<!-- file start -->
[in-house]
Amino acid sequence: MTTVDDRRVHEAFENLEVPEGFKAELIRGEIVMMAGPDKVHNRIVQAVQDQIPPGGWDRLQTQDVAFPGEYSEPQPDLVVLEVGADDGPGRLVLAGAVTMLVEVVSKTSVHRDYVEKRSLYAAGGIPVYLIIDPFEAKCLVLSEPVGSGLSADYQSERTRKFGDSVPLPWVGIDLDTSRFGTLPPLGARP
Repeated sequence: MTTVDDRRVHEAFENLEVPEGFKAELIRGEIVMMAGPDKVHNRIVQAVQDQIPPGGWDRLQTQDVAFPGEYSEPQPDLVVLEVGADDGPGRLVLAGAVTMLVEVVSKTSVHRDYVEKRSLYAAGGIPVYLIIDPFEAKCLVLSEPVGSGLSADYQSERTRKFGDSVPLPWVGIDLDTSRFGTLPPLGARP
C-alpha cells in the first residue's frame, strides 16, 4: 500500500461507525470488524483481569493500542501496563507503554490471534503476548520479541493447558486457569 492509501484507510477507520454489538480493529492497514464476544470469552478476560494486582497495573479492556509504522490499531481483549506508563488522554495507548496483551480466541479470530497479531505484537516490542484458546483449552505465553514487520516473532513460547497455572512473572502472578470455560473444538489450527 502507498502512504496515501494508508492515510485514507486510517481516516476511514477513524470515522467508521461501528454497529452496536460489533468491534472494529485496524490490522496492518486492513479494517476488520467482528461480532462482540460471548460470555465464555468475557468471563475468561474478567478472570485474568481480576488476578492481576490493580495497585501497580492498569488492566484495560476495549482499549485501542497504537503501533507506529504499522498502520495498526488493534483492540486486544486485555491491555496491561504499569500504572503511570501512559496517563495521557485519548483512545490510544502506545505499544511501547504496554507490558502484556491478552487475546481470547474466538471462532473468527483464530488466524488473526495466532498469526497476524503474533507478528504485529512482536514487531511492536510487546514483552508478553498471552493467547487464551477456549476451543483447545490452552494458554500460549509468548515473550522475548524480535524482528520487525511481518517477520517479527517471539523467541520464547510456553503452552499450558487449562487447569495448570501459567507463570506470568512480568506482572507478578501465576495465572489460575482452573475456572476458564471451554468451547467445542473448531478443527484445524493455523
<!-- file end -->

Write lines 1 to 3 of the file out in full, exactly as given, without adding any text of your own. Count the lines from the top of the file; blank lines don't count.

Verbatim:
[in-house]
Amino acid sequence: MTTVDDRRVHEAFENLEVPEGFKAELIRGEIVMMAGPDKVHNRIVQAVQDQIPPGGWDRLQTQDVAFPGEYSEPQPDLVVLEVGADDGPGRLVLAGAVTMLVEVVSKTSVHRDYVEKRSLYAAGGIPVYLIIDPFEAKCLVLSEPVGSGLSADYQSERTRKFGDSVPLPWVGIDLDTSRFGTLPPLGARP
Repeated sequence: MTTVDDRRVHEAFENLEVPEGFKAELIRGEIVMMAGPDKVHNRIVQAVQDQIPPGGWDRLQTQDVAFPGEYSEPQPDLVVLEVGADDGPGRLVLAGAVTMLVEVVSKTSVHRDYVEKRSLYAAGGIPVYLIIDPFEAKCLVLSEPVGSGLSADYQSERTRKFGDSVPLPWVGIDLDTSRFGTLPPLGARP